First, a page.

"It had a big effect on me," Francis Collomp said in one of the first interviews he has given since his escape from the Nigerian rebel group Ansaru. "But it also meant this: Ansaru is linked to Aqim [Al-Qaeda in the Islamic Maghreb] and they have never left a hostage alive. After the emotion, it gave me the energy to think about my escape again, and to study all the details that could make it happen."
He said his kidnappers made various political demands, including the withdrawal of French troops from Muslim countries and the release of Ansaru prisoners.
Collomp also thanked RFI, saying that he listened to its broadcasts constantly while in captivity.
The French engineer, who was taken hostage 11 months ago in northern Nigeria, had kept himself fit in the small room in which he was held captive so as to be ready to escape.
He managed to run away thanks to a mistake by one of his captors.
"He had to come into my cell to get to another sort of bathroom where water was stored in a large bin," Collomp explans. "Instead of locking the door and keeping the keys with him to wash himself before prayer, he left the keys outside the door. I let him start his ritual and I opened the door very softly. I had prepared a small piece of metal to push the keys out and I put it back into the lock so that the keys would not go back in. I had it all worked out."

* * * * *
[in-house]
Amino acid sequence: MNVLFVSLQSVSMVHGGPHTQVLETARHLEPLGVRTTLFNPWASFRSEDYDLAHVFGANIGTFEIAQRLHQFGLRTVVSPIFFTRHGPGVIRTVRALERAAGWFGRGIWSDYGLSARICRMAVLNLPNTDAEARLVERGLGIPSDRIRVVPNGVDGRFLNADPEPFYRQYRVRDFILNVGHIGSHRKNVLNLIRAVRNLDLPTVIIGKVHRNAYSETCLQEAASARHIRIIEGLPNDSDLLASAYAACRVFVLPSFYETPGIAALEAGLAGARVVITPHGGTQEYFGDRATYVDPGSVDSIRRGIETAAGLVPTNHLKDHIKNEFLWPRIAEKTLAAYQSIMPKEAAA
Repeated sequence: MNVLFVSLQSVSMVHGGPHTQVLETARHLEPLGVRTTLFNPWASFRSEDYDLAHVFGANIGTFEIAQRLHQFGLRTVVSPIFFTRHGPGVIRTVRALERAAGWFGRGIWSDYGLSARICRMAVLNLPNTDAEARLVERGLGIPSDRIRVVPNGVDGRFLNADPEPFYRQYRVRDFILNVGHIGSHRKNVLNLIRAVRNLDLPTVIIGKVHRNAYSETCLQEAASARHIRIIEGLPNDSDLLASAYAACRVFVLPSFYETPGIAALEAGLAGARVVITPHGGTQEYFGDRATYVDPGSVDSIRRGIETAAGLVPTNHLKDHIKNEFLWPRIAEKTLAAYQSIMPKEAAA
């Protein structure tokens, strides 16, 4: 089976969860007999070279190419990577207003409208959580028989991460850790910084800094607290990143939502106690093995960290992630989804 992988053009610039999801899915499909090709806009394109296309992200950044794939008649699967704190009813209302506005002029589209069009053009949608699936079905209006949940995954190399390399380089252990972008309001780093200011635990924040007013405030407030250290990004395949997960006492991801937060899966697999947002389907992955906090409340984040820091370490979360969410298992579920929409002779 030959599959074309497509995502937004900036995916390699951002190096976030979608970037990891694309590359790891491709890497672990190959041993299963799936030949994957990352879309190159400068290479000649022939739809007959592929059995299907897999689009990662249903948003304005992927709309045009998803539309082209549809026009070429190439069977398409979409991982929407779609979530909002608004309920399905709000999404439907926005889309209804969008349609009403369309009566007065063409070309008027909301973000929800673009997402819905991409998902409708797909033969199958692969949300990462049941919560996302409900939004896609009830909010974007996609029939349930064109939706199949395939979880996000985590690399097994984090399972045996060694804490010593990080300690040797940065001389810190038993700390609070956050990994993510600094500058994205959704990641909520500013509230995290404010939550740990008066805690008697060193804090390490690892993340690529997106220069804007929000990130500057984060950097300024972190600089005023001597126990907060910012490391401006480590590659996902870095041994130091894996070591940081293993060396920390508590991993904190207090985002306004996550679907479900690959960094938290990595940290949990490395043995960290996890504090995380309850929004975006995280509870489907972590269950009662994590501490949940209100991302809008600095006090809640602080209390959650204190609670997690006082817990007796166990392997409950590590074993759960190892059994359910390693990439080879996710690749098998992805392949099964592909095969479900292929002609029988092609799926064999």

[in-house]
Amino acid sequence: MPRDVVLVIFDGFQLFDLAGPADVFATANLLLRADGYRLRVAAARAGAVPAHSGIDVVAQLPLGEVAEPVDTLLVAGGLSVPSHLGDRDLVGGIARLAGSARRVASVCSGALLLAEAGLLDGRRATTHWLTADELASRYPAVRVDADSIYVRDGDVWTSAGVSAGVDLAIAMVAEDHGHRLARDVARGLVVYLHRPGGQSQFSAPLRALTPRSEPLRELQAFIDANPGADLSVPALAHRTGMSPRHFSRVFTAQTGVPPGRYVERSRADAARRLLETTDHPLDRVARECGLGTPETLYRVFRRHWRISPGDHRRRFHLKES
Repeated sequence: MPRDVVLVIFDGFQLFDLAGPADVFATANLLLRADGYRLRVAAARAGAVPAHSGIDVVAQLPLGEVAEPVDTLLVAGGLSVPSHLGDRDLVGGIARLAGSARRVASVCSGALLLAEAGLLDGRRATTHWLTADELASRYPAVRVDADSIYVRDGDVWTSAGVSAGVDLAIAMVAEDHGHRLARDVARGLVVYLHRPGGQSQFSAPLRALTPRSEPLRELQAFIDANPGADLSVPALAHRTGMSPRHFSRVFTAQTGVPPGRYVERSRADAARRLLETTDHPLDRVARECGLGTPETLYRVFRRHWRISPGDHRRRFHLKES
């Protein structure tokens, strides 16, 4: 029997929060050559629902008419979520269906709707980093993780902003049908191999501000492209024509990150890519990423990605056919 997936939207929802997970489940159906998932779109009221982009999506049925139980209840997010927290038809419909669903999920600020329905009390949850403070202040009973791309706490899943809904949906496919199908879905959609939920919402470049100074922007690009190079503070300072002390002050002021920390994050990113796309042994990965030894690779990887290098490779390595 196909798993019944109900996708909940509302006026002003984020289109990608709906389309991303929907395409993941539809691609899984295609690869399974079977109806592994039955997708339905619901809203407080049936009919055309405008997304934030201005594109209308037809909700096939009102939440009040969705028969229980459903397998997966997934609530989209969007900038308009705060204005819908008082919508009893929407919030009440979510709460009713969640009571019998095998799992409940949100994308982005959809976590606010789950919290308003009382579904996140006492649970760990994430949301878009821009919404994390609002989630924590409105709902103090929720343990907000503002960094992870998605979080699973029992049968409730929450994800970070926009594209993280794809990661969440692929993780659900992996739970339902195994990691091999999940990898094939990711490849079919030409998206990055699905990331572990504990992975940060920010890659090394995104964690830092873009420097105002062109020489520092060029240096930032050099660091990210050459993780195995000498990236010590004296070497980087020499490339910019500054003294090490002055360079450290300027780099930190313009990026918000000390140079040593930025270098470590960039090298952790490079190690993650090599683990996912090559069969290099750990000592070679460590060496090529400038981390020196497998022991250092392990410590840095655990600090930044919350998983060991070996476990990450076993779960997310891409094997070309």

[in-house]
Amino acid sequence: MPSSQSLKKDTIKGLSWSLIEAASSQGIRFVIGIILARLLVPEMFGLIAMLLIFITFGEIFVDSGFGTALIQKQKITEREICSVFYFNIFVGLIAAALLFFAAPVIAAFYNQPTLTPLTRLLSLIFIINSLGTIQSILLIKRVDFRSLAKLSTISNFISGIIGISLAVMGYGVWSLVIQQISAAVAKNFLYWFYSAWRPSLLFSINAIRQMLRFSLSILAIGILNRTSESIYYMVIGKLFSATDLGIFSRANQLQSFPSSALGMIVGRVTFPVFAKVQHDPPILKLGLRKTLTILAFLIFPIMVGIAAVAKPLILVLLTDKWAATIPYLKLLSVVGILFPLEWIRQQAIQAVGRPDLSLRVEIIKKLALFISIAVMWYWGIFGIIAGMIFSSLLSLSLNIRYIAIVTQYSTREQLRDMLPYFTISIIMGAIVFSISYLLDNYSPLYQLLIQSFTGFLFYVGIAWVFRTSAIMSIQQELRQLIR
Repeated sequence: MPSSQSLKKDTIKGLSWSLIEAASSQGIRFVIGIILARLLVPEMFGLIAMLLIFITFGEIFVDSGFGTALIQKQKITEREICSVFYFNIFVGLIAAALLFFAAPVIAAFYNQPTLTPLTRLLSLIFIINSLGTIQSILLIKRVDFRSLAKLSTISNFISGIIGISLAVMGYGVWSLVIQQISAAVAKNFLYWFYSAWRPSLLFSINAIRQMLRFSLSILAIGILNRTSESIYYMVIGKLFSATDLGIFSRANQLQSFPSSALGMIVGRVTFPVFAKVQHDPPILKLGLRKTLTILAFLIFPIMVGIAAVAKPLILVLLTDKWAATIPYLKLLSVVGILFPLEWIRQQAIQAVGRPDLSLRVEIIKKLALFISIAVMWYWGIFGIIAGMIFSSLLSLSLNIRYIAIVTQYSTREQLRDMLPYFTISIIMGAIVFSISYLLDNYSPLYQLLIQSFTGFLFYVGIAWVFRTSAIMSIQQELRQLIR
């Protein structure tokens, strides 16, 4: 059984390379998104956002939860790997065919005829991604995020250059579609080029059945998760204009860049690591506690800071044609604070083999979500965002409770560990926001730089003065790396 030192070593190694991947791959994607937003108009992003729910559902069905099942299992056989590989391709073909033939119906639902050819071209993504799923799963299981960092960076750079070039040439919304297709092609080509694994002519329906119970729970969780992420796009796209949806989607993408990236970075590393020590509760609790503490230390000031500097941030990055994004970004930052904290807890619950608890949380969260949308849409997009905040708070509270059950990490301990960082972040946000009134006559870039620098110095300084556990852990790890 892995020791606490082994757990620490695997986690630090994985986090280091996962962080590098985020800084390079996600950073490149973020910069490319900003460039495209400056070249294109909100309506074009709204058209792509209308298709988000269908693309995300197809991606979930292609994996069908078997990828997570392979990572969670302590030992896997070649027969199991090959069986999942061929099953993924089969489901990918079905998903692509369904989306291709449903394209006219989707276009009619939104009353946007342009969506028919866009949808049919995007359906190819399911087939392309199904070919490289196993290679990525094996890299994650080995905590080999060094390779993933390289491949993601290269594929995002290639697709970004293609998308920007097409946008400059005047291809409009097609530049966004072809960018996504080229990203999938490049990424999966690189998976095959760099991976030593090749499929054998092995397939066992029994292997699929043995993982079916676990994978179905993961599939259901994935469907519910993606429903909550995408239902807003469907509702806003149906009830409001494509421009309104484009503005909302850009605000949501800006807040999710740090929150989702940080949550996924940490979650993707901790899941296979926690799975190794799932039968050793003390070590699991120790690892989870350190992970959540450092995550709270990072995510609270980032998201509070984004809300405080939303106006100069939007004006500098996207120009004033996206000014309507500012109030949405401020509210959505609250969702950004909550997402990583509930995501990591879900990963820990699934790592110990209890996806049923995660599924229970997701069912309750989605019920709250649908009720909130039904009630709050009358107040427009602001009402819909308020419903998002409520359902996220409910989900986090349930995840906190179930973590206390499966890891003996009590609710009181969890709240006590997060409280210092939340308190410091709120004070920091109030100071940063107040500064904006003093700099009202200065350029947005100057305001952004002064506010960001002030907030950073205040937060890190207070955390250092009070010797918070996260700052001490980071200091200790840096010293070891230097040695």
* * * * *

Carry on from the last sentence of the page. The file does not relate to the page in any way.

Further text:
He then ran the 300-400 metres to a road, slowing down once he encountered people and vehicles so as not to attract attention.
He then hailed a motorbile-taxi and asked to be taken to the nearest police station.
Collomp only found out where he was being held - in small town called Zaria - once he was free.
He had been moved there from the major town of Kano because he had realised he was there thanks to RFI, he says.
At 6.30am he had heard two explosions and later that day RFI reported that two bombs had gone off in the town.
Ansaru is a split-off from Nigeria's hard-line Islamist Boko Haram group.
The two groups reportedly collaborated in the recent kidnap of French priest Georges Vandenbeusch in northern Cameroon, taking him over the border to Nigeria.